The Plunge

They say that every single person who jumps to their death regrets their decision by the time they have fallen halfway down. And that’s what happened to me.

I sat on the guardrail on the Golden Gate Bridge for the longest time. Exactly how much time had passed I did not know, as I had lost count after the first few hours, but the sun was low in the sky. My feet dangled off the edge, swinging freely nearly three hundred feet above the water. I did not shed a tear for myself, because I knew no one else would shed a tear for me. If I had felt emotion before, it was gone now. Now I was a husk, a shell, a carcass of my former self.

I leaned forward, feeling my weight shift, and ever so slightly pushed myself with my fingertips until gravity took over. The four second fall was agonizingly long.


As I accelerated towards the water, the wind mercilessly attacked me. My ragdoll body tumbled lifelessly, down, down, down. The roar of the wind was deafening, but it was somehow drowned out by the sound of my own heartbeat.


I continued falling, faster and faster. I saw nothing except for the wind that stung my eyes. I heard nothing except for the blood pounding in my brain. I felt nothing except for the ice cold air that somehow burned my skin.


All the emotions that had left me came rushing back at once. Fresh tears of grief sprang into my eyes, replacing those caused by the sting of the wind. I wasn’t ready. I lifted up a silent prayer to the heavens, that someone up above would hear me.


The water was a foot below me, I could feel it and I could smell it, when in an instant everything changed. It seemed as if some god had heard my prayer, and then I was saved. I was completely transformed: my entire body shrank, my legs shrivelled into claws, my arms flattened into wings, my nose and mouth stretched into a beak, and I was enrobed in sleek bronze feathers. The avian instinct of my new body took effect, and I spread my wings and flew up, away from death.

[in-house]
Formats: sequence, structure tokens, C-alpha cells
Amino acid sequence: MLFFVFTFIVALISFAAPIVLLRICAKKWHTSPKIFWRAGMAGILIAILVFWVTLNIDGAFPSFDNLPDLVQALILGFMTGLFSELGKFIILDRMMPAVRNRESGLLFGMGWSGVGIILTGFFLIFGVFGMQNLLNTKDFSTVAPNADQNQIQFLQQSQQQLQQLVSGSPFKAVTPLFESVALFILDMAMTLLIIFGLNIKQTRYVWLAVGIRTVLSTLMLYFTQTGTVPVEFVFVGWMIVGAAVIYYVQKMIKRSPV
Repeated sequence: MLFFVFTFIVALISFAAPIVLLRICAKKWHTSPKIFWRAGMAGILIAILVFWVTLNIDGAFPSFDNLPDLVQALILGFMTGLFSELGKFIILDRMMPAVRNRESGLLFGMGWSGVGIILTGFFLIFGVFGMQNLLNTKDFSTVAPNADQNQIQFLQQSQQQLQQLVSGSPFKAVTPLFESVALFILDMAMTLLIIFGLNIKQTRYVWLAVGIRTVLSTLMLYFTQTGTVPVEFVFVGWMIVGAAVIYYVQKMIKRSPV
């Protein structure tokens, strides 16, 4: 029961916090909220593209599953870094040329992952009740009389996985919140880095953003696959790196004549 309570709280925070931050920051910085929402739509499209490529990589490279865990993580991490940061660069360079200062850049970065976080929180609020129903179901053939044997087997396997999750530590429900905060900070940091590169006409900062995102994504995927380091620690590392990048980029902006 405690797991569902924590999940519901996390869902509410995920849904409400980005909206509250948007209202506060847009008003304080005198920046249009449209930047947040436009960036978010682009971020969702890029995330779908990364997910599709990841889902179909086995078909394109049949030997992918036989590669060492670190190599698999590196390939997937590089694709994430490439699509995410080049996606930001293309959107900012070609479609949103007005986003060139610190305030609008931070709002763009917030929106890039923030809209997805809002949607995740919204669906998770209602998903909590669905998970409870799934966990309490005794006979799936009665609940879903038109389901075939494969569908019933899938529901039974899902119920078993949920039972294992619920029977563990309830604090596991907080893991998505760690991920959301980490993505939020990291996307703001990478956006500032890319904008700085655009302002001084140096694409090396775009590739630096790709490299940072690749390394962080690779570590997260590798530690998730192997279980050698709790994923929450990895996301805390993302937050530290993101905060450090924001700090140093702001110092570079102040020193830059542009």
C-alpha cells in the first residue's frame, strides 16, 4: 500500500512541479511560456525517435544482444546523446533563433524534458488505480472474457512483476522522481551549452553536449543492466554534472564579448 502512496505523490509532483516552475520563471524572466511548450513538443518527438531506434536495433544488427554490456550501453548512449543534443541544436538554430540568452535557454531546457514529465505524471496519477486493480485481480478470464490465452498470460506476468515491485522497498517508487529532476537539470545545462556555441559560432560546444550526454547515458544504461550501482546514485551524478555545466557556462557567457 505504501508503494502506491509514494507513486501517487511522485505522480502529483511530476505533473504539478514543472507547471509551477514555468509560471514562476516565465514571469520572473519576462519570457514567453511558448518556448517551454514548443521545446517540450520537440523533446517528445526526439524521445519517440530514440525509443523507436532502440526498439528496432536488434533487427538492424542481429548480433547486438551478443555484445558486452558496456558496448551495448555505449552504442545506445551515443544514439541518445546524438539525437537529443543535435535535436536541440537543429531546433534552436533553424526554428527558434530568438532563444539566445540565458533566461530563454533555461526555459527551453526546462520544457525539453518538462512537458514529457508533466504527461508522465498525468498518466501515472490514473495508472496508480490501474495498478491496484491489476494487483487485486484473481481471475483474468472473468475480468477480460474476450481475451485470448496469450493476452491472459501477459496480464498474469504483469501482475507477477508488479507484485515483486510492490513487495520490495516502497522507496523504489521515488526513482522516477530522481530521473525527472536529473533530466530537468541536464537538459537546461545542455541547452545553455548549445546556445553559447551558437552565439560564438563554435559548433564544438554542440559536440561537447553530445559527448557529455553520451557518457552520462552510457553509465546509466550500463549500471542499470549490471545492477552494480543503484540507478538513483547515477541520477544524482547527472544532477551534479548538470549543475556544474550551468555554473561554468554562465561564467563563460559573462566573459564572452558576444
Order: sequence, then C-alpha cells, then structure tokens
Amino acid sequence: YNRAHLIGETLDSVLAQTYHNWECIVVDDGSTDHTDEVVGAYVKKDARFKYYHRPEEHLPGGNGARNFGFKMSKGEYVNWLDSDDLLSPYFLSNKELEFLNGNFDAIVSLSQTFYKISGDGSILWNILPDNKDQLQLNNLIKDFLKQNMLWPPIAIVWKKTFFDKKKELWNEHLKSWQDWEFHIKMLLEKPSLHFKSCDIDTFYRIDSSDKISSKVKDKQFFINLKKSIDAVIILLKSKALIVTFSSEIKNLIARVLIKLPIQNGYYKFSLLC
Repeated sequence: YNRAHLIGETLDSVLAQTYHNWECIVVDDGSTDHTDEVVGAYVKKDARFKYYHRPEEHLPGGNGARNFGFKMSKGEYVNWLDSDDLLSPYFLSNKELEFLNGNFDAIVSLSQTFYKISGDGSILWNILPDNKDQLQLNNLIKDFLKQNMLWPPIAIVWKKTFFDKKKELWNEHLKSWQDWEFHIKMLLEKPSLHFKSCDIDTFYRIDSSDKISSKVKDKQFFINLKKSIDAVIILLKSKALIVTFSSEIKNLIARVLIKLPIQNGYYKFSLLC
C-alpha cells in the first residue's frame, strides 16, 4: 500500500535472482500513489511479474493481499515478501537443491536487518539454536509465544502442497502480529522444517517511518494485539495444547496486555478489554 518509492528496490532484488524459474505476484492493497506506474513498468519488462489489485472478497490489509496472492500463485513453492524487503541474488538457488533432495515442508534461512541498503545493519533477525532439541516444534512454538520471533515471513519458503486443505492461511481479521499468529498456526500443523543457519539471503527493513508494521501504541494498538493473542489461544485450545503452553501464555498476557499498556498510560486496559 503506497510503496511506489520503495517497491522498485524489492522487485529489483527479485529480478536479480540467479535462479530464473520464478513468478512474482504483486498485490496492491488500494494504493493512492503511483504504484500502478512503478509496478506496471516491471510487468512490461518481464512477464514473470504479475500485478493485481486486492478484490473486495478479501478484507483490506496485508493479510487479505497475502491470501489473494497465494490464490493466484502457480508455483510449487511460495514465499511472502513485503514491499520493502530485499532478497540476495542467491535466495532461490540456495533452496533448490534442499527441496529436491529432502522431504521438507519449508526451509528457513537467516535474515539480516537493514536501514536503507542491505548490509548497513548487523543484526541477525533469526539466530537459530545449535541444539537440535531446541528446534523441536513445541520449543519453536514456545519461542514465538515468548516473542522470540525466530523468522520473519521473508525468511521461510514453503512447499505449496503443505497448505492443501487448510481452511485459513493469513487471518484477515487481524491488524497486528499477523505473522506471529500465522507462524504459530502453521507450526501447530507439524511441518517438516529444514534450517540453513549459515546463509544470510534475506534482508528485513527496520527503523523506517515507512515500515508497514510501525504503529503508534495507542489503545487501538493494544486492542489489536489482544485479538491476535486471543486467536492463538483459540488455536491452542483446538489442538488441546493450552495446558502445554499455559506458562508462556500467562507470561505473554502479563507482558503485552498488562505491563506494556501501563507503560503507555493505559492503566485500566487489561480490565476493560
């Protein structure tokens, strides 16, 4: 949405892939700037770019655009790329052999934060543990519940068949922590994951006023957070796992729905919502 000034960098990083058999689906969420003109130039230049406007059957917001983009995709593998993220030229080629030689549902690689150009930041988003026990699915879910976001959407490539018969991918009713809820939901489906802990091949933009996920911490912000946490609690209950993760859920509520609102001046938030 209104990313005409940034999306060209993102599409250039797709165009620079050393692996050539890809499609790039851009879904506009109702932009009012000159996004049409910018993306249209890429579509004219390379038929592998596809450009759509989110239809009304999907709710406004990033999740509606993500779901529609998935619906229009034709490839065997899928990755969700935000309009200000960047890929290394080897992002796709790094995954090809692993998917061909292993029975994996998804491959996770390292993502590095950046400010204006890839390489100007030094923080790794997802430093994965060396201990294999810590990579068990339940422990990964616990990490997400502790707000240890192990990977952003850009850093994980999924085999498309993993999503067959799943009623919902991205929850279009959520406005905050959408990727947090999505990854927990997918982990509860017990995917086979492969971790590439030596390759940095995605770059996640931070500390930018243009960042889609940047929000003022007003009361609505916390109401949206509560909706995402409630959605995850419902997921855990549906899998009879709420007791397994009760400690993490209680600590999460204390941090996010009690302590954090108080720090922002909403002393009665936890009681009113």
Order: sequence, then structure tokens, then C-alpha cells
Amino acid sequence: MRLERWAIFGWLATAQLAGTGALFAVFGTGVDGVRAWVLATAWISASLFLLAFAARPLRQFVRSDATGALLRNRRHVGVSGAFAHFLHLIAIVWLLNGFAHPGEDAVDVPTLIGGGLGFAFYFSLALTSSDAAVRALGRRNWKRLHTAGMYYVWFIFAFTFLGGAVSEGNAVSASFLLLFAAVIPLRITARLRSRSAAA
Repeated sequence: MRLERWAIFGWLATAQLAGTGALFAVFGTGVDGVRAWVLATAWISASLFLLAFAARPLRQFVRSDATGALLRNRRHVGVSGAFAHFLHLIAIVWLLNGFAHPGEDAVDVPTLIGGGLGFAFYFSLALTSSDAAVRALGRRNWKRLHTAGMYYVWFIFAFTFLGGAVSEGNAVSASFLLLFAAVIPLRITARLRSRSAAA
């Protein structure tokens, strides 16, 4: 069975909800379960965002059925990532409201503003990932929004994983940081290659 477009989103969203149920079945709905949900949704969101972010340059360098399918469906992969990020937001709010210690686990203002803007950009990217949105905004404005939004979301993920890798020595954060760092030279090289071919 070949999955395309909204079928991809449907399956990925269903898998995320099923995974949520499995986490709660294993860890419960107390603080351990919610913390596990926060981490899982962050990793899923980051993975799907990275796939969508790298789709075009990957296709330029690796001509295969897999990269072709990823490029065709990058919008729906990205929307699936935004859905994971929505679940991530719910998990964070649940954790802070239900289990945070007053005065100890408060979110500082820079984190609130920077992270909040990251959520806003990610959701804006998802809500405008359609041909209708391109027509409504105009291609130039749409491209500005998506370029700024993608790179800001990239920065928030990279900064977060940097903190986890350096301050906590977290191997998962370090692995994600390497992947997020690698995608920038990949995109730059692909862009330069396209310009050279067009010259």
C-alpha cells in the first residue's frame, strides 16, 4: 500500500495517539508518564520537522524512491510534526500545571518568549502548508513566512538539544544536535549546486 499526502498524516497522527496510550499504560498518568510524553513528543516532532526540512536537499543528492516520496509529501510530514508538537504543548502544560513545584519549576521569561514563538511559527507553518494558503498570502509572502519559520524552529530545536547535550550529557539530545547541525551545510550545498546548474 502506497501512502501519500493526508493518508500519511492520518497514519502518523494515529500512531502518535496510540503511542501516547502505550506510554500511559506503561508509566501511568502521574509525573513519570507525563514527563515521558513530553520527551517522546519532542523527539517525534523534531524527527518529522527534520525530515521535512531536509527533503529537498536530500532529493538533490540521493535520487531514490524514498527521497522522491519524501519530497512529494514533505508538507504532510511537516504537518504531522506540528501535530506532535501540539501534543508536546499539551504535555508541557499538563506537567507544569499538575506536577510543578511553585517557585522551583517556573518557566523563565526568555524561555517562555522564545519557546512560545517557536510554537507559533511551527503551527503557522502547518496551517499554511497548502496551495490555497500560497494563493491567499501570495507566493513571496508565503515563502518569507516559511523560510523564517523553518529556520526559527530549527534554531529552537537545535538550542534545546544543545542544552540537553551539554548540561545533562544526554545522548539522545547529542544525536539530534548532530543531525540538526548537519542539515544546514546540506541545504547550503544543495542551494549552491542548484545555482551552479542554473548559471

I soared above the bridge and circled it, feeling the thrill of flight for the first time. As the updrafts took me thousands of feet in the air, my spirits were lifted along with my body. From this height, the details of the bridge faded, blurry even to my newfound eagle eyes. Soon the people on the bridge were too small to see. Then the cars too shrank into nothingness. As the ground disappeared under me, I felt my worldly problems melt away.

“Why should I care about what happens below?” I thought. Everything looked so small and insignificant, as if I could hold the whole world in the palm of my hand. I knew that I didn’t have to be afraid anymore. I shouldn’t have to evade my past and dread my future. The ones who hated me, they were mortals, but I was more. I was divinely blessed by someone who cared. I had been given a second chance to rethink my choices, fix my mistakes, and move forward. I could live life, and I could love life.

I took a final look at the small earth below me and dove straight down. I quickly picked up speed in my nosedive before I opened my wings to gracefully descend upon the apex of the bridge. Directly below me I could see the spot where I had jumped a mere half hour before. And I was glad I had done it.